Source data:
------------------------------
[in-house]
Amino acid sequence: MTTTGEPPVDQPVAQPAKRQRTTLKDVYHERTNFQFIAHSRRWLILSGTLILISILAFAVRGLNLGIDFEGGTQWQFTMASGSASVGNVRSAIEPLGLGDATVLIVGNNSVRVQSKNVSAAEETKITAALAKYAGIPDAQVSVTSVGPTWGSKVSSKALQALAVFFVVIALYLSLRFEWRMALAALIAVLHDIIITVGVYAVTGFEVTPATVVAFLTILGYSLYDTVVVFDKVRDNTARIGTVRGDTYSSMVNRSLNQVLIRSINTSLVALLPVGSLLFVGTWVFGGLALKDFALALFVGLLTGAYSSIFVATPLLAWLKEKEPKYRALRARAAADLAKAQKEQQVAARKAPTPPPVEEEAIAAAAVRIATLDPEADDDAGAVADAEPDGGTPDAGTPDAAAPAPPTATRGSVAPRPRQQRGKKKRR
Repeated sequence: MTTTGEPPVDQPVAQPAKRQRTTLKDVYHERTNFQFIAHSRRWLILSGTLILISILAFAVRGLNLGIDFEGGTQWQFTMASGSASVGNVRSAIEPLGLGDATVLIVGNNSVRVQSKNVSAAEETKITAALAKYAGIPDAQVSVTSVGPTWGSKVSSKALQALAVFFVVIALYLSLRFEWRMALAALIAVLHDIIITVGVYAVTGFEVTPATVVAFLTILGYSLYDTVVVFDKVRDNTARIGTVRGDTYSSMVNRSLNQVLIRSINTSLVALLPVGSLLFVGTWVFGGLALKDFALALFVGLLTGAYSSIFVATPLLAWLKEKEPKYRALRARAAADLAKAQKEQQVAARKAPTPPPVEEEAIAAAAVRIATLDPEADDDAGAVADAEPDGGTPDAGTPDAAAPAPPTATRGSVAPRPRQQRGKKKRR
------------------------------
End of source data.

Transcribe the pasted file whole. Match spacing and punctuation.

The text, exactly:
[in-house]
Amino acid sequence: MTTTGEPPVDQPVAQPAKRQRTTLKDVYHERTNFQFIAHSRRWLILSGTLILISILAFAVRGLNLGIDFEGGTQWQFTMASGSASVGNVRSAIEPLGLGDATVLIVGNNSVRVQSKNVSAAEETKITAALAKYAGIPDAQVSVTSVGPTWGSKVSSKALQALAVFFVVIALYLSLRFEWRMALAALIAVLHDIIITVGVYAVTGFEVTPATVVAFLTILGYSLYDTVVVFDKVRDNTARIGTVRGDTYSSMVNRSLNQVLIRSINTSLVALLPVGSLLFVGTWVFGGLALKDFALALFVGLLTGAYSSIFVATPLLAWLKEKEPKYRALRARAAADLAKAQKEQQVAARKAPTPPPVEEEAIAAAAVRIATLDPEADDDAGAVADAEPDGGTPDAGTPDAAAPAPPTATRGSVAPRPRQQRGKKKRR
Repeated sequence: MTTTGEPPVDQPVAQPAKRQRTTLKDVYHERTNFQFIAHSRRWLILSGTLILISILAFAVRGLNLGIDFEGGTQWQFTMASGSASVGNVRSAIEPLGLGDATVLIVGNNSVRVQSKNVSAAEETKITAALAKYAGIPDAQVSVTSVGPTWGSKVSSKALQALAVFFVVIALYLSLRFEWRMALAALIAVLHDIIITVGVYAVTGFEVTPATVVAFLTILGYSLYDTVVVFDKVRDNTARIGTVRGDTYSSMVNRSLNQVLIRSINTSLVALLPVGSLLFVGTWVFGGLALKDFALALFVGLLTGAYSSIFVATPLLAWLKEKEPKYRALRARAAADLAKAQKEQQVAARKAPTPPPVEEEAIAAAAVRIATLDPEADDDAGAVADAEPDGGTPDAGTPDAAAPAPPTATRGSVAPRPRQQRGKKKRR